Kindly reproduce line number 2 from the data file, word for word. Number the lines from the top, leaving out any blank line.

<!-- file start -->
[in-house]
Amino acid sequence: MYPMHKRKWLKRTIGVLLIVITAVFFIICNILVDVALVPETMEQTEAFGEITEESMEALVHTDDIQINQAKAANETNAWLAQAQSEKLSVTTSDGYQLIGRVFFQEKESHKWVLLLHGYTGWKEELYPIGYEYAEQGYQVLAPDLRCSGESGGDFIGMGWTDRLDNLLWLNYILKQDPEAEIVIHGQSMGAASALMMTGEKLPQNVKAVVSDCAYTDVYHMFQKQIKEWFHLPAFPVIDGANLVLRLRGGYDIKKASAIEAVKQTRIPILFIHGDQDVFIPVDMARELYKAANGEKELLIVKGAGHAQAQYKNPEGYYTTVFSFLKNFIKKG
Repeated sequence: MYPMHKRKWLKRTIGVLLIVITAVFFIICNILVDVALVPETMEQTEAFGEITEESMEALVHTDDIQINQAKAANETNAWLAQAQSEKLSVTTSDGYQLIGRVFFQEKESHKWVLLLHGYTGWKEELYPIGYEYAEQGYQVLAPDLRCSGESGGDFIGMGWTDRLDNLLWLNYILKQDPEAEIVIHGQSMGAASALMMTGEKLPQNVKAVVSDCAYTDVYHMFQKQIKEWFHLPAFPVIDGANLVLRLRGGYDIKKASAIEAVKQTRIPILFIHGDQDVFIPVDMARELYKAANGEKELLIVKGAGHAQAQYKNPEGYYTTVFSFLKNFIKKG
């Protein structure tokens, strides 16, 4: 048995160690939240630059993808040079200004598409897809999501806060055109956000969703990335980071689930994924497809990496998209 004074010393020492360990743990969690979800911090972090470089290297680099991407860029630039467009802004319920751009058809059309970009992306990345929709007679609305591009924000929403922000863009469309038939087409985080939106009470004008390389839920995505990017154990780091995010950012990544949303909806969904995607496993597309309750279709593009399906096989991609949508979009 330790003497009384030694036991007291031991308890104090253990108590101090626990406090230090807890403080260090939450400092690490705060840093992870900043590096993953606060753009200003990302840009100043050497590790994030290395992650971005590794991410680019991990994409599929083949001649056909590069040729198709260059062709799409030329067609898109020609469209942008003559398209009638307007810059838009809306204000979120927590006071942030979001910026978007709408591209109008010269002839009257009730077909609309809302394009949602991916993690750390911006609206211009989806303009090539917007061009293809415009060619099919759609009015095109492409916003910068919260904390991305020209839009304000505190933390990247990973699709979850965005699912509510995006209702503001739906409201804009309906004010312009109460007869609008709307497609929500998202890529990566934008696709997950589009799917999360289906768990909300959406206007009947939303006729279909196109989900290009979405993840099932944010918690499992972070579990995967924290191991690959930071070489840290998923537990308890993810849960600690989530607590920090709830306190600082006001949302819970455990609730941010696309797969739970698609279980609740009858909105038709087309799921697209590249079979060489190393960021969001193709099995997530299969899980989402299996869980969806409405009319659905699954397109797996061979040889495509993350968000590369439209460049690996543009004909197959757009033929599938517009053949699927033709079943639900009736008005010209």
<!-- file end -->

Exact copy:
Amino acid sequence: MYPMHKRKWLKRTIGVLLIVITAVFFIICNILVDVALVPETMEQTEAFGEITEESMEALVHTDDIQINQAKAANETNAWLAQAQSEKLSVTTSDGYQLIGRVFFQEKESHKWVLLLHGYTGWKEELYPIGYEYAEQGYQVLAPDLRCSGESGGDFIGMGWTDRLDNLLWLNYILKQDPEAEIVIHGQSMGAASALMMTGEKLPQNVKAVVSDCAYTDVYHMFQKQIKEWFHLPAFPVIDGANLVLRLRGGYDIKKASAIEAVKQTRIPILFIHGDQDVFIPVDMARELYKAANGEKELLIVKGAGHAQAQYKNPEGYYTTVFSFLKNFIKKG